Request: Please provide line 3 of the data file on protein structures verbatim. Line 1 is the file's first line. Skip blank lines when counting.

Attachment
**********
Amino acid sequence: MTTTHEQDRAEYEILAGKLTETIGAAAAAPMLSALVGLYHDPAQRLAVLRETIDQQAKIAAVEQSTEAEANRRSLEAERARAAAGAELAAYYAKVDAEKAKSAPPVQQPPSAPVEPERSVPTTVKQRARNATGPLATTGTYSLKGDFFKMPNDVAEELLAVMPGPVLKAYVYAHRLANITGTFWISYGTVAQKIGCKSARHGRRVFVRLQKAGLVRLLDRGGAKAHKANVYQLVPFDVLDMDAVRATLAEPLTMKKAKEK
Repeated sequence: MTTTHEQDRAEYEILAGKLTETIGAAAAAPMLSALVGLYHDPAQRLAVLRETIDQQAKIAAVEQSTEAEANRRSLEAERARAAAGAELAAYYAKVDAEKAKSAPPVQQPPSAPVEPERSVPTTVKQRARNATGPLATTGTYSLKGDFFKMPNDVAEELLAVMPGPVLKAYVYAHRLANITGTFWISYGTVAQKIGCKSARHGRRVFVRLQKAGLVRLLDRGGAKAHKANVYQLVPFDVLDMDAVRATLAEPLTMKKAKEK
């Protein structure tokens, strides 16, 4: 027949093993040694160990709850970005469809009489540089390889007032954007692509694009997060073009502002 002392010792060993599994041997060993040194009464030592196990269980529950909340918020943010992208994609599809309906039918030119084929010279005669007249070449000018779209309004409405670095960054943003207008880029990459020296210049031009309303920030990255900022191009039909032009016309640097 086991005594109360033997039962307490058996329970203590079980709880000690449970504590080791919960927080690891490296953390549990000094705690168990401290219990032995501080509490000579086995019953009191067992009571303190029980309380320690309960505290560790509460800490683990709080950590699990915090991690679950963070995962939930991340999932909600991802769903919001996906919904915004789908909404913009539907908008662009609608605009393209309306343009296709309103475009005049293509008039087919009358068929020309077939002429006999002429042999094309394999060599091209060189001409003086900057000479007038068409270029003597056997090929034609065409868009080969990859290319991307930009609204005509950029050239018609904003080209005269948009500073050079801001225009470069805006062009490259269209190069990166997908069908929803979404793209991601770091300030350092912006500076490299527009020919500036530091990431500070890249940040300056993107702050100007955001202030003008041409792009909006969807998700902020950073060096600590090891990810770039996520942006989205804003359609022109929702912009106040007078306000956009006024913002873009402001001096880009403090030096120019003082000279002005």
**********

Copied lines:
């Protein structure tokens, strides 16, 4: 027949093993040694160990709850970005469809009489540089390889007032954007692509694009997060073009502002 002392010792060993599994041997060993040194009464030592196990269980529950909340918020943010992208994609599809309906039918030119084929010279005669007249070449000018779209309004409405670095960054943003207008880029990459020296210049031009309303920030990255900022191009039909032009016309640097 086991005594109360033997039962307490058996329970203590079980709880000690449970504590080791919960927080690891490296953390549990000094705690168990401290219990032995501080509490000579086995019953009191067992009571303190029980309380320690309960505290560790509460800490683990709080950590699990915090991690679950963070995962939930991340999932909600991802769903919001996906919904915004789908909404913009539907908008662009609608605009393209309306343009296709309103475009005049293509008039087919009358068929020309077939002429006999002429042999094309394999060599091209060189001409003086900057000479007038068409270029003597056997090929034609065409868009080969990859290319991307930009609204005509950029050239018609904003080209005269948009500073050079801001225009470069805006062009490259269209190069990166997908069908929803979404793209991601770091300030350092912006500076490299527009020919500036530091990431500070890249940040300056993107702050100007955001202030003008041409792009909006969807998700902020950073060096600590090891990810770039996520942006989205804003359609022109929702912009106040007078306000956009006024913002873009402001001096880009403090030096120019003082000279002005």